This sample framework also includes the option of using a fixed framerate (at 60 fps) to make sure you don't have to compete for cycles with the graphics when doing other stuff. At least you could take a look at the source to get a good idea of how the MDX team takes on the render loop question.

Share this post


Link to post
Share on other sites
If I understand you correctly, you are asking how to slow down the movement and animations so it will run the same at all times on different PCs? The easiest way to do so is to just cap the framerate, but this will still create problems if the FPs drops below the cap. A better solution is to use time based modeling. Basically, you have to find how much time passed since the last frame, and update based on that. If the time is longer, then the objects/animation progresses more.

Share this post


Link to post
Share on other sites
Or just use the sample framework ;)

I got a semi-offtopic question related to this discussion. I was just reading Tom Miller's blog (linked to in the 1st post), where he posted his final answer to the managed render loop question:

[source lang=c#]
public void MainLoop()
{
// Hook the application's idle event
System.Windows.Forms.Application.Idle += new EventHandler(OnApplicationIdle);
System.Windows.Forms.Application.Run(myForm);
}

private void OnApplicationIdle(object sender, EventArgs e)
{
while (AppStillIdle)
{
// Render a frame during idle time (no messages are waiting)
UpdateEnvironment();
Render3DEnvironment();
}
}

private bool AppStillIdle
{
get
{
NativeMethods.Message msg;
return !NativeMethods.PeekMessage(out msg, IntPtr.Zero, 0, 0, 0);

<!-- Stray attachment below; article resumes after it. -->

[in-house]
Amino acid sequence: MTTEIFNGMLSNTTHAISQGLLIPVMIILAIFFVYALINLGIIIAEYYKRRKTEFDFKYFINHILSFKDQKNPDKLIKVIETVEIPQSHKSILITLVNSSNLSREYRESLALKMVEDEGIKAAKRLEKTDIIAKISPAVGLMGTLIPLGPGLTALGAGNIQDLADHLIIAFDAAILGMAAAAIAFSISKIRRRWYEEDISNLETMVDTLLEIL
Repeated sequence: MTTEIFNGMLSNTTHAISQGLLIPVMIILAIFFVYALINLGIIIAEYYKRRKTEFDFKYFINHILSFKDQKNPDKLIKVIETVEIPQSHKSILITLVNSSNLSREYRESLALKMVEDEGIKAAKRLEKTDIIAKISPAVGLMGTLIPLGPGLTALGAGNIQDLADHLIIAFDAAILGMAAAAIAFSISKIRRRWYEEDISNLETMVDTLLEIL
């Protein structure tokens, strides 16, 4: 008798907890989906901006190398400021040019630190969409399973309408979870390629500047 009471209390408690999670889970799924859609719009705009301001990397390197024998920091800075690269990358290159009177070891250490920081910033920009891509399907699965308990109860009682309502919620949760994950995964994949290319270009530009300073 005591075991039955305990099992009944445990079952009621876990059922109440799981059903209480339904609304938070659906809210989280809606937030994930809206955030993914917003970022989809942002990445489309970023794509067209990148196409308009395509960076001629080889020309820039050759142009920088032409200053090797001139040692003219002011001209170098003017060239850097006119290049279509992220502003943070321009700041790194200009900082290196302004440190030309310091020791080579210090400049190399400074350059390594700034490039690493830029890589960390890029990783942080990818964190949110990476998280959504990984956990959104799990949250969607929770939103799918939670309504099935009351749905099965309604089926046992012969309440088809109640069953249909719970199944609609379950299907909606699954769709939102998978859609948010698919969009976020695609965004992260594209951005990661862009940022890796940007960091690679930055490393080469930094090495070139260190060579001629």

}
}


And the declarations for those two native methods members:

[StructLayout(LayoutKind.Sequential)]
public struct Message
{
public IntPtr hWnd;
public WindowMessage msg;
public IntPtr wParam;
public IntPtr lParam;
public uint time;
public System.Drawing.Point p;
}

[System.Security.SuppressUnmanagedCodeSecurity] // We won't use this maliciously
[DllImport("User32.dll", CharSet=CharSet.Auto)]
public static extern bool PeekMessage(out Message msg, IntPtr hWnd, uint messageFilterMin, uint messageFilterMax, uint flags);



Looks all nice and clean, but essentially it will only update and render when there are no messages waiting on the window's queue, right? Won't this approach lock up, or at least 'miss' an unacceptable number of frames, when there is a lot of user input to process, for example when mouse movement tracking is activated?

Share this post


Link to post
Share on other sites
Quote:
Original post by remigius
Looks all nice and clean, but essentially it will only update and render when there are no messages waiting on the window's queue, right? Won't this approach lock up, or at least 'miss' an unacceptable number of frames, when there is a lot of user input to process, for example when mouse movement tracking is activated?